December 1 2012
In the spirit of the coming season, Bark Busters offers helpful tips for dog owners on how to keep your dogs safe and happy during the festive season.
In planning for this season's festivities, it is important to keep your dogs in mind. While most of us welcome the sights, sounds and smells of the season, it can also be chaotic, especially for dogs.
The festivities can interrupt a dog's routine and present a potentially unsafe situation. By following a few simple tips, the festive season can be fun for everyone, including your family dog.
Some foods can be harmful
- Many festive foods can be harmful and toxic to dogs. These include fatty or spicy foods, breads and dough, fresh herbs, alcoholic beverages and sweets of all kinds?especially those with chocolate or artificial sweeteners.
- Particularly dangerous are cooked bones. Cooked bones easily splinter and the bone shards can cause choking or get stuck in your dog's gums. Instead, give "dog bones" specifically designed for dogs to chew. Ask your veterinarian or pet shop for suggestions.
- Discourage your dog from foraging in your bins and try to secure all of the lids.
- It's natural that you'd want to share treats with your dog. While a little taste of turkey or sweet potatoes can make your dog happy, don't overdo it?too much of a good thing can make him sick.
Decorations are not playthings
- Keep your pet away from plants, many of which are poisonous, such as holly, mistletoe, poinsettias and amaryllis (a type of lily). Also be sure all potpourri is out of your pet's reach.
- Snow globes can contain antifreeze, which is extremely toxic to dogs. Keep any antifreeze products away from your happy dog. If there is a spillage, send your dog out of the room while you clean up the liquid. Dilute the spot with plenty of water and use a pet safe floor cleaner and ensure your dog does not lick the area later.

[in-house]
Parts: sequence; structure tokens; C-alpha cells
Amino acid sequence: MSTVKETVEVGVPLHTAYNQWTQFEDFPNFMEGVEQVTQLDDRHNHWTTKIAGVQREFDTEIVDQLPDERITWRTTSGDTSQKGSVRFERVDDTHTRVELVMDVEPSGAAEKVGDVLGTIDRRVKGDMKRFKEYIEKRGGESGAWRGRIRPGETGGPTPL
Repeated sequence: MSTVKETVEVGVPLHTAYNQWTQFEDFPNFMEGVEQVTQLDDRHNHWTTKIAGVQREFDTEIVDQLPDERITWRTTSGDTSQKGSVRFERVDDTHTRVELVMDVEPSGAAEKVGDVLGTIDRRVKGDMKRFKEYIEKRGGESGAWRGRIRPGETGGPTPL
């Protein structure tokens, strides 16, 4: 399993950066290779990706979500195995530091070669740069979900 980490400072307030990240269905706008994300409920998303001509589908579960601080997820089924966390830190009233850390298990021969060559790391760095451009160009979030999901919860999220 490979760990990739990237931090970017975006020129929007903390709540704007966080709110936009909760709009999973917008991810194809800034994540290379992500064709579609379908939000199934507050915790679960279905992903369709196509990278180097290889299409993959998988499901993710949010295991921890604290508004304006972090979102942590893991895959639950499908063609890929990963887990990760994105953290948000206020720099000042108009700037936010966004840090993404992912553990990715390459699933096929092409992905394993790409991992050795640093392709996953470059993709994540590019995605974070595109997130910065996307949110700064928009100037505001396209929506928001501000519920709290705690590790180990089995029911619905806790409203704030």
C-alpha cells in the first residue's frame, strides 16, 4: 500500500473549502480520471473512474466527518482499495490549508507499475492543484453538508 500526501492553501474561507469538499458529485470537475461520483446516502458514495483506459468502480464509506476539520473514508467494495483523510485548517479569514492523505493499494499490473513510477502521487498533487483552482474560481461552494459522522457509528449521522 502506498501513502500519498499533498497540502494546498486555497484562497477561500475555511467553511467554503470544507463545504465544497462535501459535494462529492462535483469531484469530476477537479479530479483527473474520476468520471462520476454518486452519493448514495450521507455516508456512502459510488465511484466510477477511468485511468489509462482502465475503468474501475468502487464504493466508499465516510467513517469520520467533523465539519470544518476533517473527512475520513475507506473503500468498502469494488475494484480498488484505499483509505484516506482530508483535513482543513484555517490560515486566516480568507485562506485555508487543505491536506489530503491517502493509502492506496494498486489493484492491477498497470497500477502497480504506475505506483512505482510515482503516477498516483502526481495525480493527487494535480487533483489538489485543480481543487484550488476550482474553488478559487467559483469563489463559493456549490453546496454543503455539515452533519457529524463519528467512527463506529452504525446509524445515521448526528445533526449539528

- Keep electrical wires and batteries out of your dog's reach. Chewing or biting anything electrical can cause him shock or burns.
- Don't leave lighted candles unattended. A lit candle knocked over by a swinging tail can burn your dog or cause a fire.
Christmas trees can be hazardous
- Secure the tree to the ceiling or wall to prevent it from tipping over.
- Hang non-breakable ornaments near the bottom of the tree.
- Avoid putting tinsel on your tree. If ingested, tinsel can twist in your dog's intestines and be deadly.
- Don't let your dog drink the Christmas tree water. The water may contain preservative chemicals, which can trigger severe indigestion in dogs. Stagnant water can breed bacteria and cause nausea or diarrhoea
- Regularly sweep up fallen pine needles, as they can puncture holes in a dog's intestines if ingested.
Help your dog feel safe and relaxed
- Most dogs get very excited when guests arrive. To help your dog be calmer, exercise him prior to the festivities. After 30 minutes of walking or playtime, your dog will more likely be relaxed or want to nap.
- As a general rule, don't allow the family dog to greet unfamiliar guests since unusual activities and commotion can cause him extra stress.
- Dogs stressed by unfamiliar events typically pant more, so give your dog a break from the hustle and bustle by putting him in a quiet room with his doggie bed. Allow him to rejoin the festivities after guests have arrived. Don't forget to keep your dogs bowl filled with plenty of fresh water.
Please don't give a pet as a surprise gift!
A cute puppy might seem like the perfect gift choice, but many of these "presents" end up at rescue centres. Owning a dog takes a genuine commitment of time and responsibility and adoptive owners must be ready to participate in training and other activities. If someone you know seriously wants a dog, consider giving a collar and lead, or a dog training certificate from Bark Busters along with a note saying a dog of the recipient's choice comes with it. This helps ensure the lucky person gets just the right pet to bring into the family.
Following these simple tips will help make the festivities safe and happy for your whole family, including your canine companions.